Sasha Velour’s Smoke & Mirrors is her own important piece of queer history

Sasha Velour performing 'So Emotional' during Smoke & Mirrors. (Jeff Eason)

Exactly three weeks after Madonna stopped by with her Madame X show, Sasha Velour stormed the London Palladium armed with magic tricks, dazzling costumes and bundles of heart.

Going into to Smoke & Mirrors – Sasha Velour’s first-ever one-woman tour – it’s safe to say that many aren’t sure just what they’re getting themselves in for.

The Brooklyn-based queen is one of Drag Race’s most unusual and enigmatic products: a queer history buff with a penchant for philosophy and literature, who managed to turn a Whitney Houston lip-sync into pure performance art armed with little more than a few rose petals.

Taking to the historic Palladium stage Sasha sets out her intention for the night, stunning the audience into silence with a dramatic rendition of Sia’s “Cellophane” that’s heavy on heart, and even heavier on visual impact.

As she introduces the show, perhaps realising that some of us aren’t up to speed with the agenda for the night, she explains that Smoke & Mirrors will be “part bootleg magic show, party sexy TED Talk, part melodramatic performance art”.

“This is drag,” she says. “All you need is drama.”

Sasha Velour performing Nina Simone's "Wild Is The Wind"

Sasha Velour performing Nina Simone’s ‘Wild Is The Wind’. (Jeff Eason)

Indeed, over the next 90 minutes (plus intermission) we veer from campy magician’s routine (Sasha plays both conjurer and sawn-in-half assistant while lip-syncing Lana De Rey’s “High By The Beach”) to haunting stagecraft (Nina Simone’s “Wild Is The Wind” with Sasha transformed into a tree moving through the seasons), to – as she explained so succinctly – the world’s sexiest TED Talk (the phrase structuralist critique is thrown around with abandon).

Just like Madonna before her, she is a performer who uses the stage to recount her own legend through multiple lenses.

During the first of her two extended monologues, we’re told how her first professional drag production was a two-and-a-half hour scripted murder mystery, inspired by All About Eve and held in a taxidermy museum with a stuffed deer named Elizabeth Taylor, on account of the way her glass eyes sparkled (because, of course it was).

Immediately after this she performs “Fame” with doubles, triples and quadruples of herself twirling ribbons on a giant video screen, which glitches and trips to reveal how the routine is an evolution of her early performances at Nightgowns, the monthly Brooklyn drag show where she made her name.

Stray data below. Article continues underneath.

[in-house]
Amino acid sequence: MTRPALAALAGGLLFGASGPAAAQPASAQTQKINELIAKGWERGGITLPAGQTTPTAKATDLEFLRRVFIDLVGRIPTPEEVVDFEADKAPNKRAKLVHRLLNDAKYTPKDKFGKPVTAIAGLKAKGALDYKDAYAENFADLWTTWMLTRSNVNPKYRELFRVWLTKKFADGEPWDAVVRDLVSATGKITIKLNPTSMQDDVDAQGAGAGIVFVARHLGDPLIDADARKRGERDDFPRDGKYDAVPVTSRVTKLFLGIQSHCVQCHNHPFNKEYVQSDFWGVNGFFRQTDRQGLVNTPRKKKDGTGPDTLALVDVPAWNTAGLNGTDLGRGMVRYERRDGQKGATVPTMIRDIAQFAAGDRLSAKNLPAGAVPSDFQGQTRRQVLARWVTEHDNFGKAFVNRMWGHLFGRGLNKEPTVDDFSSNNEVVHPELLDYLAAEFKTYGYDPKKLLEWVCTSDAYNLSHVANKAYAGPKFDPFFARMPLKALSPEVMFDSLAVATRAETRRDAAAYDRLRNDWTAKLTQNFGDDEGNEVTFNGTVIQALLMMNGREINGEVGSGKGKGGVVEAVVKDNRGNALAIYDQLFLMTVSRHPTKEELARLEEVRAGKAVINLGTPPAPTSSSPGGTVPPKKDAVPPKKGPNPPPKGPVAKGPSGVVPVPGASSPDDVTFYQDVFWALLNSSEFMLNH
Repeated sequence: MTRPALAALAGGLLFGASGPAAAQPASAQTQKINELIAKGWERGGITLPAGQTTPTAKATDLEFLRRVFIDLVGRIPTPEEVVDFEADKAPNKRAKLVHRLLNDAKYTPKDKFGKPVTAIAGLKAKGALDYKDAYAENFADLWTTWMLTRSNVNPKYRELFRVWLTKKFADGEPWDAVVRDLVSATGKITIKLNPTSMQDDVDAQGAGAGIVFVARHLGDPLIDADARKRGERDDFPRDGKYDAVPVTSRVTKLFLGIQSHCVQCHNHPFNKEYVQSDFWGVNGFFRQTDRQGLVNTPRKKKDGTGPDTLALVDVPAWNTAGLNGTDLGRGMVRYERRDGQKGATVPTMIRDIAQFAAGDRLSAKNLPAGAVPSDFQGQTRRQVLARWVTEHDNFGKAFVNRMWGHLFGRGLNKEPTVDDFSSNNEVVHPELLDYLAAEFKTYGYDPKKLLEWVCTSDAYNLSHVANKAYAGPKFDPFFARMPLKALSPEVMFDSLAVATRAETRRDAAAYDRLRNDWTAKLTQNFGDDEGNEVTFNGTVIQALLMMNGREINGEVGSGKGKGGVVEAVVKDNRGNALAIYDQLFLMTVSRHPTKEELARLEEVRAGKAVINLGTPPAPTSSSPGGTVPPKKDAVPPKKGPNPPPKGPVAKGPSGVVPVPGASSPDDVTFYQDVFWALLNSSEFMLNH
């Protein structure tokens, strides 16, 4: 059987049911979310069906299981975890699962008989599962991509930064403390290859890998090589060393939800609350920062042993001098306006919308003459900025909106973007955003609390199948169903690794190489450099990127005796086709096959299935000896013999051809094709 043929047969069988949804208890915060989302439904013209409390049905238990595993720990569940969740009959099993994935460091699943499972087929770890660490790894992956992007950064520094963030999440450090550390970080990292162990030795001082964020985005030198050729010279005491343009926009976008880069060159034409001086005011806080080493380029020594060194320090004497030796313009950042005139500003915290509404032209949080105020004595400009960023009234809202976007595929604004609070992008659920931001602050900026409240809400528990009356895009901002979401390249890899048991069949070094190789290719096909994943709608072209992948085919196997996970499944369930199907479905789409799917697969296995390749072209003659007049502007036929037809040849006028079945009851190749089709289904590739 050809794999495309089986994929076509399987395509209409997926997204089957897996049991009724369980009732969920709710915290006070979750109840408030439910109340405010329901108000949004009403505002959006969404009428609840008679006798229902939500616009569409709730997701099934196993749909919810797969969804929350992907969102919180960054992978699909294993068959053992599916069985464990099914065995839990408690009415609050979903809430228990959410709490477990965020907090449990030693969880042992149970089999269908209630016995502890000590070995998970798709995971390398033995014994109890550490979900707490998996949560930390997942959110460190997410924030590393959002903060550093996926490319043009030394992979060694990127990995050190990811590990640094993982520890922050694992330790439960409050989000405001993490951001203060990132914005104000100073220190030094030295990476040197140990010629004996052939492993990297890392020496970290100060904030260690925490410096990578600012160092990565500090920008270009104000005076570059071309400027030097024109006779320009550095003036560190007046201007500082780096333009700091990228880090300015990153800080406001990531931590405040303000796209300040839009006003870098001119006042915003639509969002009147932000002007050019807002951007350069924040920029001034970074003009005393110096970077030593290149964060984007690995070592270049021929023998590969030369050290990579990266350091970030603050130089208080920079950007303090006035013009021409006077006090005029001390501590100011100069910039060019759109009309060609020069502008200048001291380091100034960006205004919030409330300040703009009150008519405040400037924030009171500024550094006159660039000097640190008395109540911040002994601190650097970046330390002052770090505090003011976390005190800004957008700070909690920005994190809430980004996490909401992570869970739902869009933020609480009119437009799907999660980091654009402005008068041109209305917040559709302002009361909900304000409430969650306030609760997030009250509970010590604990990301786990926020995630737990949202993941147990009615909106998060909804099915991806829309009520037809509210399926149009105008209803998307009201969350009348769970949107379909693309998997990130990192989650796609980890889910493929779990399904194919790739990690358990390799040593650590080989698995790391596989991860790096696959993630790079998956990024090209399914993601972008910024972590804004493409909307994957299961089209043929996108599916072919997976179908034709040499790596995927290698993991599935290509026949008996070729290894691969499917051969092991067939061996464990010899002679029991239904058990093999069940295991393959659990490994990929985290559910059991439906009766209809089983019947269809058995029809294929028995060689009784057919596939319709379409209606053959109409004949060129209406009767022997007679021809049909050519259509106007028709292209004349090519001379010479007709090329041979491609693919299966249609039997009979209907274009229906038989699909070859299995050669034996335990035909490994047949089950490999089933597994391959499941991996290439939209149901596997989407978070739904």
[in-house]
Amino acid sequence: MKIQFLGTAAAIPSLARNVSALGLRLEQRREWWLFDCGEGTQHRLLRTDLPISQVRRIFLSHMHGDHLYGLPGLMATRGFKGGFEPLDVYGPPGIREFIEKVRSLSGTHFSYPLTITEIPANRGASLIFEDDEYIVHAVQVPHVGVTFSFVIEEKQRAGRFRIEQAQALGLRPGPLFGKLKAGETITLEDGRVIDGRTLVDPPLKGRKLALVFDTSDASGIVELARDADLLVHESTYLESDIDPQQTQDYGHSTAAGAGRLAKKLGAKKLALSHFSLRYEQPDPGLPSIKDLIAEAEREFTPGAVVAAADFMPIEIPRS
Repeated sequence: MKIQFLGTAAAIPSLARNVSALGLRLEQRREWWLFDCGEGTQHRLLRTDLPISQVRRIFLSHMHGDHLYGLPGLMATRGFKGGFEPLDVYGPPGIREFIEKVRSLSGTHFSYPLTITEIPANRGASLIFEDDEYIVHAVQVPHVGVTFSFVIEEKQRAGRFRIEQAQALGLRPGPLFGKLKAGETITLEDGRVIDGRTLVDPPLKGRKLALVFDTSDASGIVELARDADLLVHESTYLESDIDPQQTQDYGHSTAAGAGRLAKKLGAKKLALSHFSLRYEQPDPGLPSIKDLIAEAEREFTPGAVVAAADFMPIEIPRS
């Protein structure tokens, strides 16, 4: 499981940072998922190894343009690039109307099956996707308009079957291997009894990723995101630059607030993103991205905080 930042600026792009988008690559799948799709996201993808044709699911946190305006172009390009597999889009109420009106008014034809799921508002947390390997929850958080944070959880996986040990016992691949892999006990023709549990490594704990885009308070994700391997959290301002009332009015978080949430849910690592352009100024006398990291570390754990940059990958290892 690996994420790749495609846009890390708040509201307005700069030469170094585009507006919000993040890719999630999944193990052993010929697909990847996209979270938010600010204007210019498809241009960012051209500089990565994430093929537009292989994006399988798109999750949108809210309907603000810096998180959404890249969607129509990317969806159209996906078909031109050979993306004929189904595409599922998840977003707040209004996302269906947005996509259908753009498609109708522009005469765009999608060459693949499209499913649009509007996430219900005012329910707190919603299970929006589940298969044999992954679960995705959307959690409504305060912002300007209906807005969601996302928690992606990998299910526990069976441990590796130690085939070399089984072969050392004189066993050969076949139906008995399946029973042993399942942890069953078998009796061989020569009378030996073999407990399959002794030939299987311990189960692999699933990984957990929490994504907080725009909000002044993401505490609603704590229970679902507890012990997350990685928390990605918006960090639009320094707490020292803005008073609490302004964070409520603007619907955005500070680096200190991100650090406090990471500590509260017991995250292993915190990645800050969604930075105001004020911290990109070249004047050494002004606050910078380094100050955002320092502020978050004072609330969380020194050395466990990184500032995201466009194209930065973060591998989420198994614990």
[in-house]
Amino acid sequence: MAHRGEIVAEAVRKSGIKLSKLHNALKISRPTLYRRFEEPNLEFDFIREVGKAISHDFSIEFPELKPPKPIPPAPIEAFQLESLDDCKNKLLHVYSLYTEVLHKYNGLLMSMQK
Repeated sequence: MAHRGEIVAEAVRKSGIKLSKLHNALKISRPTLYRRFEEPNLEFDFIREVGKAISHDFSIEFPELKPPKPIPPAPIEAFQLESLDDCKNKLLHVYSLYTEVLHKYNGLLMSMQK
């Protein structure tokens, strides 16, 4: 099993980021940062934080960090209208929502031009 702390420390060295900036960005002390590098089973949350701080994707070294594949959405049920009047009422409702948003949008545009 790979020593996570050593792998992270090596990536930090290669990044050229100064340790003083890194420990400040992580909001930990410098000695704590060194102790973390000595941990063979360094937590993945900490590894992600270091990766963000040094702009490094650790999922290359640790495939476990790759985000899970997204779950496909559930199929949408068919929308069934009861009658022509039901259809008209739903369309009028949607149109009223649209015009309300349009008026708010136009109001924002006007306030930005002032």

Interacting with multiples of herself is a constant theme of the night, allowing Sasha to explore the concepts of the duality and the binary while recreating moments from her own mythology (including, of course, that winning Drag Race performance).

Sasha Velour Smoke & Mirrors

Sasha created all of the visuals for the show herself. (Jeff Eason)

Throughout it all, we’re reminded that this is her “love letter to the queer and trans community”, to the generations that paved the way for not only Sasha, but for every LGBT+ person sat in the room.

We’re asked to applaud ourselves, to take a moment to appreciate the power our queerness deserves and demands. At one point we’re reminded that the theatre we’re in, once host to Judy Garland and Shirley Bassey, is now commanded by a “bald Nosferatu queen” whose presence has attracted people of all genders, sexualities, shapes, sizes and colours.

It’s while on the topic of her bald vampiric aesthetic that the night’s most poignant moment comes about, as Sasha explains how her signature look is a tribute to her late mother, who died after battling cancer.

Mama Velour, by Sasha’s account, was a formidable woman. One who challenged Sasha on her drag, her performance and her feminism, but also taught her a powerful lesson about her own gender identity.

“She was the first person to teach me life is better when you express your gender with a little fluidity,” she recalls.

There isn’t a dry eye in the house. And as we leave the theatre we’re all little bit more powerful in our own expression, having experienced what genuinely feels like a small piece of queer history all its own.